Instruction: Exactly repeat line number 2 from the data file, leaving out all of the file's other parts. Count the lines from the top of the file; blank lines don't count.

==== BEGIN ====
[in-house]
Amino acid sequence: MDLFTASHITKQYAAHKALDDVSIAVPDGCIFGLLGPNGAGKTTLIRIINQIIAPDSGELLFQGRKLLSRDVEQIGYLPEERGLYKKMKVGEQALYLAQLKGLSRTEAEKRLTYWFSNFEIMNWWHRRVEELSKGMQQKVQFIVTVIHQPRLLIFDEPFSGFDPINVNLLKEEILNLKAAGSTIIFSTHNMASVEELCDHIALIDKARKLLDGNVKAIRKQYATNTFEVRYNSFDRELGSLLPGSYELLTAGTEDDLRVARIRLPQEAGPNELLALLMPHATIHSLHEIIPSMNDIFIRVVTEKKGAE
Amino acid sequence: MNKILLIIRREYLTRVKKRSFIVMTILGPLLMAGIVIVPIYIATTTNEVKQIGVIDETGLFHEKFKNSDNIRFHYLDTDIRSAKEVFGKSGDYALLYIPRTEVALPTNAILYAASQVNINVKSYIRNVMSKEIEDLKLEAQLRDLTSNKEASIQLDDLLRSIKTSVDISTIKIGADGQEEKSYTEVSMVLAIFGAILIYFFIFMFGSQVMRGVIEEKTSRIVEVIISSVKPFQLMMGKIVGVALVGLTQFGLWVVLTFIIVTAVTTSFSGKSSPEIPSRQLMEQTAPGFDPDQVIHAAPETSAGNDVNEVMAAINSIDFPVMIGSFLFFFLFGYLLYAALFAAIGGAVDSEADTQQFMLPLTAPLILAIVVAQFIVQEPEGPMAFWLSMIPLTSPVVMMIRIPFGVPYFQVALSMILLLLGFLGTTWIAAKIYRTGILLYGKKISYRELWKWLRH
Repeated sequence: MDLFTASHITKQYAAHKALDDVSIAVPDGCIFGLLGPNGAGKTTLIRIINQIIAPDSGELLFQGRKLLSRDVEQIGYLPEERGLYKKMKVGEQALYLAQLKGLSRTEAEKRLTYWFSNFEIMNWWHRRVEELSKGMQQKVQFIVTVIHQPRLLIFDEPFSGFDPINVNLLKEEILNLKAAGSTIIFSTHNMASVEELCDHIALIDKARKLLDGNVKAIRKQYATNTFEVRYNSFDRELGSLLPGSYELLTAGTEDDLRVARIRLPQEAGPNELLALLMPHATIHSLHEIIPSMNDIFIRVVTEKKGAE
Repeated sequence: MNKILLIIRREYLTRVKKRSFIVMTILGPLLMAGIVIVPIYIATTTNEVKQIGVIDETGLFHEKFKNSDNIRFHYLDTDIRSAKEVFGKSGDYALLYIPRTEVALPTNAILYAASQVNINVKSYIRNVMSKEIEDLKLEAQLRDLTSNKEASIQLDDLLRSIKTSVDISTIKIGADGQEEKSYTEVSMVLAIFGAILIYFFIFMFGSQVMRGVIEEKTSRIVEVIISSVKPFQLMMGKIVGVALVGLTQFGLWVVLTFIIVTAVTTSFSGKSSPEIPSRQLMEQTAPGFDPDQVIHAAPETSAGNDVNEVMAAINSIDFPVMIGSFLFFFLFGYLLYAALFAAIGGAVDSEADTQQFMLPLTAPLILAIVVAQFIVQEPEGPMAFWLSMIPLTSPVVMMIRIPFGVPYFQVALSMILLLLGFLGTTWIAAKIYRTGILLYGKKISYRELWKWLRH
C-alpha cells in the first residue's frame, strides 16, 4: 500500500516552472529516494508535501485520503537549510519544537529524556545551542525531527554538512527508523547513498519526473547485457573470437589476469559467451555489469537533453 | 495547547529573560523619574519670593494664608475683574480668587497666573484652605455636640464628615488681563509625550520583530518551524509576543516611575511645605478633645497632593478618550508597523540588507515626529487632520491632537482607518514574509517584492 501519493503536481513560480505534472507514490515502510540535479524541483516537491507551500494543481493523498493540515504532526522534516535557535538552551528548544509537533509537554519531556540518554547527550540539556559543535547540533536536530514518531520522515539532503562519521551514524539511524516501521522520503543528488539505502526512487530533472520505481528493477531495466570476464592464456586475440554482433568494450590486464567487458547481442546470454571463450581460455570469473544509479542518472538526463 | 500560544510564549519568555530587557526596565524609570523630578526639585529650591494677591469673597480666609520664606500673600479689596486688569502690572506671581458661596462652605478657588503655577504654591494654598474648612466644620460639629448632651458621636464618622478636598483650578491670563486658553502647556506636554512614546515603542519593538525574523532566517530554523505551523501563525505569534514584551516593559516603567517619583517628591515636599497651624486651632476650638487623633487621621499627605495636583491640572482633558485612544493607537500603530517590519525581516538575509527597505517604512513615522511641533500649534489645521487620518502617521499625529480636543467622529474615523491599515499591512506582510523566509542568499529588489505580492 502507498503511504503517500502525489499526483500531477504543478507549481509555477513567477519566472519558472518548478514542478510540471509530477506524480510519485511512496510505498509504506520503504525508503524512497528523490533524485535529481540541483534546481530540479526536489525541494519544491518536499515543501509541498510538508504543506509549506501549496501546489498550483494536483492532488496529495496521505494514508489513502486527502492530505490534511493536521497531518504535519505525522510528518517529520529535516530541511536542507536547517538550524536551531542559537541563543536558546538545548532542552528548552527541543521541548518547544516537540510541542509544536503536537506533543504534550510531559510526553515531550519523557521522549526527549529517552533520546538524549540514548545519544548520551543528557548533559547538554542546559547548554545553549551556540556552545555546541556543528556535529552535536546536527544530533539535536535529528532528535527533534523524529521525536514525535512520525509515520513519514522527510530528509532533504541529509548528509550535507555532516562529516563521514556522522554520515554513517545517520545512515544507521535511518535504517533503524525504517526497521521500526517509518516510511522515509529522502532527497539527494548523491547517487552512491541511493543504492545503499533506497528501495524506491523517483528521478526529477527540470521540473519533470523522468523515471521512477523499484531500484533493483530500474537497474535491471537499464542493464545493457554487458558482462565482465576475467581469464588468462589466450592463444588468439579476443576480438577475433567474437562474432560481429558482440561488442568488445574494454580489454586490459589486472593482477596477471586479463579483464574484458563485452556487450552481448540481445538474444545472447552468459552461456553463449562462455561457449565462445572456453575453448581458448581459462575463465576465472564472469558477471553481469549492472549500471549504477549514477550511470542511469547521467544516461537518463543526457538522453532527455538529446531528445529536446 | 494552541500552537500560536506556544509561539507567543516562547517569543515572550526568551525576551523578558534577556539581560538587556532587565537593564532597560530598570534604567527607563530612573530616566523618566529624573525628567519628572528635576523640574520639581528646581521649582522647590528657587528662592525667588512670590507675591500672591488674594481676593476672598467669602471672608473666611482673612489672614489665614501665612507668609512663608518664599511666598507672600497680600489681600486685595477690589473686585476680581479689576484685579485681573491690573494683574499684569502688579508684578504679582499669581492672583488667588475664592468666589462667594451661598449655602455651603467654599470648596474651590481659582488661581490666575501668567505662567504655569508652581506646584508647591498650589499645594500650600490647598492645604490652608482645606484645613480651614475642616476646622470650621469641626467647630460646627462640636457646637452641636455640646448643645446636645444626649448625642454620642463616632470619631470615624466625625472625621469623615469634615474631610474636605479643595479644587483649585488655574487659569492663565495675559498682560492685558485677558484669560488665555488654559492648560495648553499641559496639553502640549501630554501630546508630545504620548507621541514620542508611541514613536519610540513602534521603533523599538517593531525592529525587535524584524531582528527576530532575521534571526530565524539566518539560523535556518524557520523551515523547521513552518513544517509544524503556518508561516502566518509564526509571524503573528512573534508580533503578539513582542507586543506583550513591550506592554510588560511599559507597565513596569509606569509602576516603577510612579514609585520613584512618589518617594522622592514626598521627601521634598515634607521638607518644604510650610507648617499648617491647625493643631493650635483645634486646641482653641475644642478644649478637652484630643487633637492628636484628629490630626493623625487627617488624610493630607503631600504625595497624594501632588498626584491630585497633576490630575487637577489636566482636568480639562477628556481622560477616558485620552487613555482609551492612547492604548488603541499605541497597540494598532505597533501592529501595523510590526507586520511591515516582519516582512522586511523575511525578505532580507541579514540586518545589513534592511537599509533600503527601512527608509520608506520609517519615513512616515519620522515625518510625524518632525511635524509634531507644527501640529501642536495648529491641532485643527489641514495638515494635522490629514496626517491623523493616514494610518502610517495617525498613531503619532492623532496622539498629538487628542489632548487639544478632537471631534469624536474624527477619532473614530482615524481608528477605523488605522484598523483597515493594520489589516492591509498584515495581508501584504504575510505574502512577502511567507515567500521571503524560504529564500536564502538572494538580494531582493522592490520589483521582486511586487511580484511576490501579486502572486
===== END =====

Amino acid sequence: MDLFTASHITKQYAAHKALDDVSIAVPDGCIFGLLGPNGAGKTTLIRIINQIIAPDSGELLFQGRKLLSRDVEQIGYLPEERGLYKKMKVGEQALYLAQLKGLSRTEAEKRLTYWFSNFEIMNWWHRRVEELSKGMQQKVQFIVTVIHQPRLLIFDEPFSGFDPINVNLLKEEILNLKAAGSTIIFSTHNMASVEELCDHIALIDKARKLLDGNVKAIRKQYATNTFEVRYNSFDRELGSLLPGSYELLTAGTEDDLRVARIRLPQEAGPNELLALLMPHATIHSLHEIIPSMNDIFIRVVTEKKGAE